Dozens of county residents filed into the Carroll Arts Center on Friday night to kick off their holiday weekend with a performance by improvisational theater troupe FoolProof.
The group has been working to spread the word about issues facing youth for 29 years, co-founder Paul Zimmerman said. It hosts performances at schools, churches and rehabilitation facilities all over the region, Zimmerman said, and Friday's show was their end-of-year performance for friends and family.
From date rape to suicide to drug and alcohol abuse, FoolProof, a nonprofit, addresses issues that affect teens in a relatable way, he said.
"Basically what we want to do is we kind of want to shine a light on these subjects," he said. "We want to get people to talk about these issues that they otherwise wouldn't talk about."
The subject matter is what drew Nicole Bank to the troupe. Bank, a senior at Westminster High School, said she has always been passionate about health and abstinence from drugs and alcohol.
"I always took to heart the health lessons where they showed all the ways it can ruin your life," she said.
Combined with the opportunity to act, Bank said, FoolProof has been a perfect fit for her. It's also helped her expand her own views, she said.
"FoolProof has taught me that it's OK to be friends with those people [who do experiment with drugs and alcohol]," she said. "The thing is, you have to be a light to them."
"It's made me a better friend in my life for people who do engage in that stuff," she said.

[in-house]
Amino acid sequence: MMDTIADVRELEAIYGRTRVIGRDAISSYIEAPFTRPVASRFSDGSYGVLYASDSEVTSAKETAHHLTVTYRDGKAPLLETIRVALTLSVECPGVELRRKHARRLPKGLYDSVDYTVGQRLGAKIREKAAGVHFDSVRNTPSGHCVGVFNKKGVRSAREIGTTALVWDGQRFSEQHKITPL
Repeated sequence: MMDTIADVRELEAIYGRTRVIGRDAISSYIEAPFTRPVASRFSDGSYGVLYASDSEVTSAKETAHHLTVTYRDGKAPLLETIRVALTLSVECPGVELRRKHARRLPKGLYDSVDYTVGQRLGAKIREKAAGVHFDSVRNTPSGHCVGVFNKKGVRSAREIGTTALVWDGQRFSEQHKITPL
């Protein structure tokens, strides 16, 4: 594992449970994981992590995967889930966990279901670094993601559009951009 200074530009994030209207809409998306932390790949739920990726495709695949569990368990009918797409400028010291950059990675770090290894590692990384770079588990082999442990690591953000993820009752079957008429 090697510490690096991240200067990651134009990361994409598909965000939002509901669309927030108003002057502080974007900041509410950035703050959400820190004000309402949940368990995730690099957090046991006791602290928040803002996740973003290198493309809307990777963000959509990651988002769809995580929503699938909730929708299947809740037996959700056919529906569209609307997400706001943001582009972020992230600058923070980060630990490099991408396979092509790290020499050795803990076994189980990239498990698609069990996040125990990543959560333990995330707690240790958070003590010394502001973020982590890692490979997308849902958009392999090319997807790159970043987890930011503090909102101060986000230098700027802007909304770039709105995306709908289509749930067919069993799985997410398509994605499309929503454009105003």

Eric Gabriel, a sophomore at Francis Scott Key High School, said he got involved in the group after his sister Carly auditioned.
"It's a lot of fun," he said. "It allows me to use my skills … in a way to help people."
The benefit of the group's work spreads to both the audience and the student actors, said Savannah Field, co-director of the troupe and an alumna of the program.
Field, who was home-schooled, joined the group when she was 14 years old and participated through all four of her high-school-age years.
"Being home-schooled, I was fairly sheltered," she said. "It opened my eyes in a million different ways, all for the better."
FoolProof, she said, presents the kinds of issues that many people struggle with every day in a way that really affects people.
"I think that so many people don't see addiction or domestic violence or those issues in a real way that's relatable," she said. "We want to bring reality into it in a relatable way, especially for teenagers."
FoolProof will hold auditions for its 30th season June 4 from 8:30 a.m. to 4:30 p.m. at East Middle School.
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